It’s no secret that people hide their problems, especially a problem like addiction. But why do humans feel compelled to keep this secret from others and even themselves.
One study of the way addicts view themselves shows a link between poor self-awareness and substance use. When people actively using drugs were compared with former addicts who were sober, the active drug users had more trouble identifying problems. Substance users showed reduced ability using executive brain functions, which control a person’s ability to focus, control impulses, remember facts and events and solve problems.
Someone with an addiction keeps taking drugs even when negative things start happening. An addition to Vicodin or other pain relievers is even easier to justify because doctors prescribe the drug. As a result, substance users find it easy to justify the current situation, but hard to make a change. Even when the good things about their lives slowly unravel, they may think they deserve the pain because they feel guilty about things they’ve done. Drugs and alcohol change the brain in such a way that the compulsion for substances is the only important thing in a person’s life.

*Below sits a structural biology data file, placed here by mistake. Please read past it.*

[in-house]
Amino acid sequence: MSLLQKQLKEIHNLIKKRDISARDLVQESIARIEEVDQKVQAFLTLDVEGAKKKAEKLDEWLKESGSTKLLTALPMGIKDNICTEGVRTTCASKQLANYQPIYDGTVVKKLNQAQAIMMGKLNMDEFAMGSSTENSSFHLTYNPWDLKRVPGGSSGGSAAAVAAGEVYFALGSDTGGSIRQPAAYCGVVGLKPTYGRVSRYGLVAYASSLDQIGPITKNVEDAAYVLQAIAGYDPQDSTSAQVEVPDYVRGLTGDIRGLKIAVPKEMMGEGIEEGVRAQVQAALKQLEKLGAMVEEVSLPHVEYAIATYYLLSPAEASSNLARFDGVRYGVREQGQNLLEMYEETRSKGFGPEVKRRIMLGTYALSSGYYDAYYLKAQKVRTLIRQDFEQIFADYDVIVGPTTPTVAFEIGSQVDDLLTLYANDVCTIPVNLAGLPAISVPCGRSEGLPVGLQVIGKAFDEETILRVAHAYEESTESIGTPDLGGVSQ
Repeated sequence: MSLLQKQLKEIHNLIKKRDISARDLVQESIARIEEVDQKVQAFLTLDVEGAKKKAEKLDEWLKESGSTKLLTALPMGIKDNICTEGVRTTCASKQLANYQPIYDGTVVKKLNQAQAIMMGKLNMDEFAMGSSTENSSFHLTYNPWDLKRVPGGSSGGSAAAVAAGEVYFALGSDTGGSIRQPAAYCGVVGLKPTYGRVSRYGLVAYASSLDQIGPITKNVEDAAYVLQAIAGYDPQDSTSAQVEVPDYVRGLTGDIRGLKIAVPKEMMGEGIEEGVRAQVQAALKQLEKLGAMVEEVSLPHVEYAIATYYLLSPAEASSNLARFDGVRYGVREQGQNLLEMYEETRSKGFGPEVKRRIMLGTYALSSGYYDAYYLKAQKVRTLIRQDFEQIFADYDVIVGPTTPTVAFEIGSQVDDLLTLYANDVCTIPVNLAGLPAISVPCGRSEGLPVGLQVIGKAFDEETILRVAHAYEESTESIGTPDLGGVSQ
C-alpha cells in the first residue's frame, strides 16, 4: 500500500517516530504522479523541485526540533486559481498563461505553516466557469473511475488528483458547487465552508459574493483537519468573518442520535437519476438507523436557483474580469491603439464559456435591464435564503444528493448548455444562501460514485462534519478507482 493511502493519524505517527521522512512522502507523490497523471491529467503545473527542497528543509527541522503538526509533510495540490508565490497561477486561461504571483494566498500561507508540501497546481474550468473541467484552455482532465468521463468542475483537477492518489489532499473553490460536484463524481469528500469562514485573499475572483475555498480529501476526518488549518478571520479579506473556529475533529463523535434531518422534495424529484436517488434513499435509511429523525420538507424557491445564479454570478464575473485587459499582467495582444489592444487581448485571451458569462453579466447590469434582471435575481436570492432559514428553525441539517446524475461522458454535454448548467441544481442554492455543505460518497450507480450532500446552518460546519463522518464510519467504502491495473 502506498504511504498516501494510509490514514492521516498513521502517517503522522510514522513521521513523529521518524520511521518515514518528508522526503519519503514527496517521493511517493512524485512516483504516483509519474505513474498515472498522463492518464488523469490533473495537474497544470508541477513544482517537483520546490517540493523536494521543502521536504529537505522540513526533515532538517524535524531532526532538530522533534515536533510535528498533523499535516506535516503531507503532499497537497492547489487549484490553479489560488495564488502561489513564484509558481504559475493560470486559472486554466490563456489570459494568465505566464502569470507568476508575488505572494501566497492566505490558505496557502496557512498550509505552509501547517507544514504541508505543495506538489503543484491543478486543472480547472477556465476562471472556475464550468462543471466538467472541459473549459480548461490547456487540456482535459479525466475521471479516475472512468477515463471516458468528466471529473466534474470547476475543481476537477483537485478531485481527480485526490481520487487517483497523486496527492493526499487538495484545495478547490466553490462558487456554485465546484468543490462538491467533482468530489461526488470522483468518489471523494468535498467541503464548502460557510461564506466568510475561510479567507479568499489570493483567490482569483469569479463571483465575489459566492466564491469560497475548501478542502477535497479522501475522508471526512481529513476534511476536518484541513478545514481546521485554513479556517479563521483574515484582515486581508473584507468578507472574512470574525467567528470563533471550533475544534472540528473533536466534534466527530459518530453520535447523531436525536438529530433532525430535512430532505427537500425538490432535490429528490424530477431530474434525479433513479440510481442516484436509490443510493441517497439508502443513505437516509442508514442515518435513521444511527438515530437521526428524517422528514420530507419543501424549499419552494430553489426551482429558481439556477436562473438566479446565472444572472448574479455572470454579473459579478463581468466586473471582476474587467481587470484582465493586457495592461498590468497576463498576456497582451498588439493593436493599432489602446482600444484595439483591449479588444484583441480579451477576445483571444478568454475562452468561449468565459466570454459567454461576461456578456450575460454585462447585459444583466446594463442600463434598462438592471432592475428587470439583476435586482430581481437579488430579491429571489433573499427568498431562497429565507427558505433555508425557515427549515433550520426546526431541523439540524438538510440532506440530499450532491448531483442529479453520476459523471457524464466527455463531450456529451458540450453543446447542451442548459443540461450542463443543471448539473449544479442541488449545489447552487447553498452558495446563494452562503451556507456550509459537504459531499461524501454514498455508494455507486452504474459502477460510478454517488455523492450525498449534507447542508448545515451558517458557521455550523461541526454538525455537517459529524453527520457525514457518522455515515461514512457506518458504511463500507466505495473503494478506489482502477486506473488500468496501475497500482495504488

For someone who wonders about the seriousness of his drug use there are several red flags to consider. The following five signs show it’s time to take substance use seriously:
Vicodin use takes an obvious toll on health. An intense focus on drug use means daily living needs take a back seat leading to the following health problems:
- Sleep disturbances
- Weight loss or gain
- Accidental injuries
- Stomach problems
- Shortness of breath
- Fatigue and chronic low energy levels
When a person feels physically or emotionally sick, but can’t stay sober, it’s time for treatment.
Trouble at work or school because of substance abuse is another sign someone needs help. One study estimates U.S. employees lose billions every year because of opiate use – $11.2 billion in a year because of premature death and $7.9 billion because of lost wages or lost jobs. If left untreated, addiction leads to job loss, chronic unemployment, imprisonment and homelessness. When drug use affects job performance or grades, it’s time to get help.
People with addictions often engage in illegal activities or do things against their personal values. Addiction is a compulsive, chronic disease that makes someone a stranger to himself and his loved ones. One of the primary goals of treatment is to restore a sense of self-confidence by helping patients rediscover the people and things that really matter to them.
People who live to take opiates endanger their relationships with a spouse, partner or children in order to keep using. Every day, marriages and families are destroyed by addiction. Child abuse and neglect are three to four times more common in households where parents misuse drugs or alcohol. The tragedy of addiction is that it overshadows everything in life — even people who mean the most to an addict.